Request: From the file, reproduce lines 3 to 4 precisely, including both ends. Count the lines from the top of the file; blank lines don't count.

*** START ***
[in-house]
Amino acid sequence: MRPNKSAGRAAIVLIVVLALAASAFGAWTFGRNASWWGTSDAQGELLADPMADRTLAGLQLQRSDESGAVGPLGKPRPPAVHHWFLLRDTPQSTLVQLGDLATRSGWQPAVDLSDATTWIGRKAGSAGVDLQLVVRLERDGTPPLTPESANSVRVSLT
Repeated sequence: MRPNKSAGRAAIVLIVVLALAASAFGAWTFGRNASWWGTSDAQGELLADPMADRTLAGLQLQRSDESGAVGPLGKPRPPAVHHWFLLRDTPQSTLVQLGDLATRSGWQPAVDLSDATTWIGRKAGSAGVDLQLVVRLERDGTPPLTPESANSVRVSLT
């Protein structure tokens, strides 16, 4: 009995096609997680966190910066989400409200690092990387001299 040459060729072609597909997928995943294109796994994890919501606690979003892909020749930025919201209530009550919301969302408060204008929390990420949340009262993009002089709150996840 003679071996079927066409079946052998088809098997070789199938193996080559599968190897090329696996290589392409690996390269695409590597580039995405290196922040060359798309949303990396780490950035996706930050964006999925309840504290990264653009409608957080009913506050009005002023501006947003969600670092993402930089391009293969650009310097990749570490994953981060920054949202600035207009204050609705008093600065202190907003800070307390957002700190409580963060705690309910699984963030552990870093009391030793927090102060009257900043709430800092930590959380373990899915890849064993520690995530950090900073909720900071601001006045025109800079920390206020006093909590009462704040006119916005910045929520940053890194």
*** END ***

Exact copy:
Repeated sequence: MRPNKSAGRAAIVLIVVLALAASAFGAWTFGRNASWWGTSDAQGELLADPMADRTLAGLQLQRSDESGAVGPLGKPRPPAVHHWFLLRDTPQSTLVQLGDLATRSGWQPAVDLSDATTWIGRKAGSAGVDLQLVVRLERDGTPPLTPESANSVRVSLT
């Protein structure tokens, strides 16, 4: 009995096609997680966190910066989400409200690092990387001299 040459060729072609597909997928995943294109796994994890919501606690979003892909020749930025919201209530009550919301969302408060204008929390990420949340009262993009002089709150996840 003679071996079927066409079946052998088809098997070789199938193996080559599968190897090329696996290589392409690996390269695409590597580039995405290196922040060359798309949303990396780490950035996706930050964006999925309840504290990264653009409608957080009913506050009005002023501006947003969600670092993402930089391009293969650009310097990749570490994953981060920054949202600035207009204050609705008093600065202190907003800070307390957002700190409580963060705690309910699984963030552990870093009391030793927090102060009257900043709430800092930590959380373990899915890849064993520690995530950090900073909720900071601001006045025109800079920390206020006093909590009462704040006119916005910045929520940053890194």